Andrew Yang Opens Up About The Inspiration For His Autism Intervention Policy On ‘The View’

Democratic presidential candidate, entrepreneur Andrew Yang speaks during the New Hampshire Democratic Party Convention at the SNHU Arena on September 7, 2019 in Manchester, New Hampshire.
Scott Eisen / Getty Images

Democratic presidential candidate Andrew Yang made his second appearance on American talk show The View on Thursday and addressed everything from his support of recently fired SNL cast addition Shane Gillis and the controversial accusations from Kimberly Watkins, a former employee of Yang’s test preparation company, Manhattan GMAT.

Yang also spoke about how his son’s autism inspired his autism intervention policy and his belief in education for people with neurological difficulties.

“When my wife and I realized that he was autistic it was actually a huge relief because we were first time parents, and we were struggling, and we didn’t know what was normal, what wasn’t normal,” he said, later revealing that their initial struggles were confusing because he didn’t know if their son’s behavior was a result of their parenting.

The 44-year-old serial entrepreneur addressed the fortunate position he and his wife, Evelyn, are in to be able to take care of their son and get him the resources he needs. He contrasted it with single mothers he has met on the campaign trail that are not so fortunate and also stressed that people outside the spectrum are now “the new normal” and should be accommodated at all stages of their development.

According to Yang‘s policy page on autism intervention, he would direct the Department of Education to guide states through intervention plans via both information and funding. He plans to implement programs that both identify and treat autistic children, and also destigmatize the broad range of conditions and neurological profiles associated with their difficulties.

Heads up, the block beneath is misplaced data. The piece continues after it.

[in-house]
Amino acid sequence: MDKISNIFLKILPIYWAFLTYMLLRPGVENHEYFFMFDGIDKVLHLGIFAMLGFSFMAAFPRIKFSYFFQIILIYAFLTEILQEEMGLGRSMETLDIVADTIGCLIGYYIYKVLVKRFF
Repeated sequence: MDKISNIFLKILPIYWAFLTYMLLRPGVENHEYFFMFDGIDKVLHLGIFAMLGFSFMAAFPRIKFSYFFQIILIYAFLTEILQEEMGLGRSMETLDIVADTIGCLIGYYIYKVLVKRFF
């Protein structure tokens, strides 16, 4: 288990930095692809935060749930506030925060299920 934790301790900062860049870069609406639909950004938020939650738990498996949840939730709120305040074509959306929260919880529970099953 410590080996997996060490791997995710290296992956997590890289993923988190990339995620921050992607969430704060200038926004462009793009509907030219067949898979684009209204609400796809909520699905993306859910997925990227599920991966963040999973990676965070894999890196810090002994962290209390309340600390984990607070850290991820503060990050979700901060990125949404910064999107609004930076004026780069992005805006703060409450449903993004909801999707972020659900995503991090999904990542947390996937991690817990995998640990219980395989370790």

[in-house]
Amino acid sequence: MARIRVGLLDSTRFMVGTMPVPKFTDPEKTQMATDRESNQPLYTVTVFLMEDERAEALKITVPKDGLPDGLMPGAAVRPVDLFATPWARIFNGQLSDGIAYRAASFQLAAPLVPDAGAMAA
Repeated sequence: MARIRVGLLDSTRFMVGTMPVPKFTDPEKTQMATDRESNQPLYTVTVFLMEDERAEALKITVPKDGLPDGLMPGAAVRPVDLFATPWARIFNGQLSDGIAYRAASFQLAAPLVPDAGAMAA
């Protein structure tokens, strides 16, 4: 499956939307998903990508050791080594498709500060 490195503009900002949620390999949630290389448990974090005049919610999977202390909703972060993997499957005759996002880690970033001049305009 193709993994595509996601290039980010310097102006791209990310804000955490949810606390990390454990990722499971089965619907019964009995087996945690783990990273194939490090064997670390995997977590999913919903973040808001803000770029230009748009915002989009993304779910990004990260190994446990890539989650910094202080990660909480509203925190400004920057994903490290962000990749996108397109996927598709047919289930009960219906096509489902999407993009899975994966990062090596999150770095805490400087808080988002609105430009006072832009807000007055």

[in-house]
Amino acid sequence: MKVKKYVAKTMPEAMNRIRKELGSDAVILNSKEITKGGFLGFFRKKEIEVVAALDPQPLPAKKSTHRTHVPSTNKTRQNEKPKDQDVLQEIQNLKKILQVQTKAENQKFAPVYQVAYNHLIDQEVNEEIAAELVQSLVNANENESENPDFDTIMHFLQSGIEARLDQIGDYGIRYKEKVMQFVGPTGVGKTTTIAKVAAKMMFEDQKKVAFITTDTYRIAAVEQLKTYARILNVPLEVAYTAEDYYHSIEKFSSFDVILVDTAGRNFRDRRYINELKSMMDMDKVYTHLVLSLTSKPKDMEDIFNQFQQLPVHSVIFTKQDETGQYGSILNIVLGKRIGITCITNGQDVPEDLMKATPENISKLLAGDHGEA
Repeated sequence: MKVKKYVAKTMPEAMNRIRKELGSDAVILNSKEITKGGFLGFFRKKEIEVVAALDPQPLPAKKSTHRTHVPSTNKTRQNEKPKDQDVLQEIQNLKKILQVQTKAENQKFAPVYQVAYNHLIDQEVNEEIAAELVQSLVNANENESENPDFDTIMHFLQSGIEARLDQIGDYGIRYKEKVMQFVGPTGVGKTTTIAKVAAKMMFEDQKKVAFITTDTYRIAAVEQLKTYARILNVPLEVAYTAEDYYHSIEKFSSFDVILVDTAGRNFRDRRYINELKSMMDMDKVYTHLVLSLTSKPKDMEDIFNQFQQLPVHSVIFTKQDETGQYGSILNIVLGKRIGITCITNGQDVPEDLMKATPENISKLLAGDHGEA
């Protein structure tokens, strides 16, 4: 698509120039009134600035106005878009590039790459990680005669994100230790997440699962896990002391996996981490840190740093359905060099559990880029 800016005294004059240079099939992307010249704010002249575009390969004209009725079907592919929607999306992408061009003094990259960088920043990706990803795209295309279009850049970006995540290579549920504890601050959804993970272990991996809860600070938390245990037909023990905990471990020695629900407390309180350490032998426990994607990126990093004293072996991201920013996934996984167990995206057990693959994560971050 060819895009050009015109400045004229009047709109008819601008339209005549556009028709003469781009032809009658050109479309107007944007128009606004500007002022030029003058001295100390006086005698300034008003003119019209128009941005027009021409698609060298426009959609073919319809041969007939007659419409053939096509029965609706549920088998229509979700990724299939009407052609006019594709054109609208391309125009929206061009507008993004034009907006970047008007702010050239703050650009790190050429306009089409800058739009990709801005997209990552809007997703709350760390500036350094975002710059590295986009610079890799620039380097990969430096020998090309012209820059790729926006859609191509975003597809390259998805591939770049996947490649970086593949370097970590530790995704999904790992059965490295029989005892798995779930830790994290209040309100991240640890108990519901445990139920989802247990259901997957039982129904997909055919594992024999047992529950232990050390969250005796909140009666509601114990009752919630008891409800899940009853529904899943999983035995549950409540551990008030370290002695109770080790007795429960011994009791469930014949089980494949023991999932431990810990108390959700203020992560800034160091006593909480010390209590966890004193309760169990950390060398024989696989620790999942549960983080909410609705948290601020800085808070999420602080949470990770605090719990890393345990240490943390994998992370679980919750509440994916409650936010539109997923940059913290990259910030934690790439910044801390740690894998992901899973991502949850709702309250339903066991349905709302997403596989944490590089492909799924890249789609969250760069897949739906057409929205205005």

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Yang’s campaign is centered around a universal basic income (UBI) of $1,000 per month for every American adult. According to the Democratic dark horse, the plan is intended to help average Americans that are becoming increasingly displaced by automation in sectors such as truck driving, retail, and food service.

Per National Interest, Yang’s campaign may have had an effect on the public perception of UBI — a Hill-HarrisX poll released Wednesday reveals that support for UBI has jumped from February to September. In February, just 43 percent of Americans were in support of the proposal compared to 57 percent against it. In September, 49 percent support UBI and 51 percent are against it.

Yang is currently sixth place in the polls with 3.3 percent support, ahead of Beto O’Rourke with 2.5 percent and Cory Booker with 1.8 percent. He will take the October debate stage and needs to hit 3 percent in two more DNC-approved polls to make the November debate stage.